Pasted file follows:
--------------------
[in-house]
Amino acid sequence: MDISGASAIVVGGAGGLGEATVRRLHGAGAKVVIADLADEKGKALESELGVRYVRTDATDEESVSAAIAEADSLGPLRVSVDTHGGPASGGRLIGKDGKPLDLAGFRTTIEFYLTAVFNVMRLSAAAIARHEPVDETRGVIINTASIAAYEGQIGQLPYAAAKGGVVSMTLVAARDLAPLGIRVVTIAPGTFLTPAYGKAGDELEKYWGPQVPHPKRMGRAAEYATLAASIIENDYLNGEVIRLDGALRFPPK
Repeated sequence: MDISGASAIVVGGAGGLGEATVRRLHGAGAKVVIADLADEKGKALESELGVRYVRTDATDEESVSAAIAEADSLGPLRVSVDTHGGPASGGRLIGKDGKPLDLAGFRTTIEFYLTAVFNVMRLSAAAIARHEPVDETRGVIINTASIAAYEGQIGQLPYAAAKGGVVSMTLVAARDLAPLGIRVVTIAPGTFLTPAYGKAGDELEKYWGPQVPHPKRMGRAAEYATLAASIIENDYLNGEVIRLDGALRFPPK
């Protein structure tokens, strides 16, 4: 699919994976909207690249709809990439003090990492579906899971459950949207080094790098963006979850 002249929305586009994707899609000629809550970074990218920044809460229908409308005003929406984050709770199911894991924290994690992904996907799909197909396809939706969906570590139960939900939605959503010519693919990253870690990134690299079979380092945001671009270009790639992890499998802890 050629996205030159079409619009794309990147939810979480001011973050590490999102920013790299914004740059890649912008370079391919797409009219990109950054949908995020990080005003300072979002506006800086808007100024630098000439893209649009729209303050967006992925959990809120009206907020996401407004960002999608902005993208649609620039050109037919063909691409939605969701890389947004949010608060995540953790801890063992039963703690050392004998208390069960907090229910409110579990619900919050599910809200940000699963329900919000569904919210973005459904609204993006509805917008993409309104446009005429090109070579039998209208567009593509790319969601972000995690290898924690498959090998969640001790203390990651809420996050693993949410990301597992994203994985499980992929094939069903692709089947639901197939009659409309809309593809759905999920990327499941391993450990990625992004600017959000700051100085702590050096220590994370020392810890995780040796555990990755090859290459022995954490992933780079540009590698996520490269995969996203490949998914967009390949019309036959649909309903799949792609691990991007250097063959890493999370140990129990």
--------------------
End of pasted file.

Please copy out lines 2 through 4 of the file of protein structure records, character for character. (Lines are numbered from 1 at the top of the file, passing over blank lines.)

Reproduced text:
Amino acid sequence: MDISGASAIVVGGAGGLGEATVRRLHGAGAKVVIADLADEKGKALESELGVRYVRTDATDEESVSAAIAEADSLGPLRVSVDTHGGPASGGRLIGKDGKPLDLAGFRTTIEFYLTAVFNVMRLSAAAIARHEPVDETRGVIINTASIAAYEGQIGQLPYAAAKGGVVSMTLVAARDLAPLGIRVVTIAPGTFLTPAYGKAGDELEKYWGPQVPHPKRMGRAAEYATLAASIIENDYLNGEVIRLDGALRFPPK
Repeated sequence: MDISGASAIVVGGAGGLGEATVRRLHGAGAKVVIADLADEKGKALESELGVRYVRTDATDEESVSAAIAEADSLGPLRVSVDTHGGPASGGRLIGKDGKPLDLAGFRTTIEFYLTAVFNVMRLSAAAIARHEPVDETRGVIINTASIAAYEGQIGQLPYAAAKGGVVSMTLVAARDLAPLGIRVVTIAPGTFLTPAYGKAGDELEKYWGPQVPHPKRMGRAAEYATLAASIIENDYLNGEVIRLDGALRFPPK
């Protein structure tokens, strides 16, 4: 699919994976909207690249709809990439003090990492579906899971459950949207080094790098963006979850 002249929305586009994707899609000629809550970074990218920044809460229908409308005003929406984050709770199911894991924290994690992904996907799909197909396809939706969906570590139960939900939605959503010519693919990253870690990134690299079979380092945001671009270009790639992890499998802890 050629996205030159079409619009794309990147939810979480001011973050590490999102920013790299914004740059890649912008370079391919797409009219990109950054949908995020990080005003300072979002506006800086808007100024630098000439893209649009729209303050967006992925959990809120009206907020996401407004960002999608902005993208649609620039050109037919063909691409939605969701890389947004949010608060995540953790801890063992039963703690050392004998208390069960907090229910409110579990619900919050599910809200940000699963329900919000569904919210973005459904609204993006509805917008993409309104446009005429090109070579039998209208567009593509790319969601972000995690290898924690498959090998969640001790203390990651809420996050693993949410990301597992994203994985499980992929094939069903692709089947639901197939009659409309809309593809759905999920990327499941391993450990990625992004600017959000700051100085702590050096220590994370020392810890995780040796555990990755090859290459022995954490992933780079540009590698996520490269995969996203490949998914967009390949019309036959649909309903799949792609691990991007250097063959890493999370140990129990």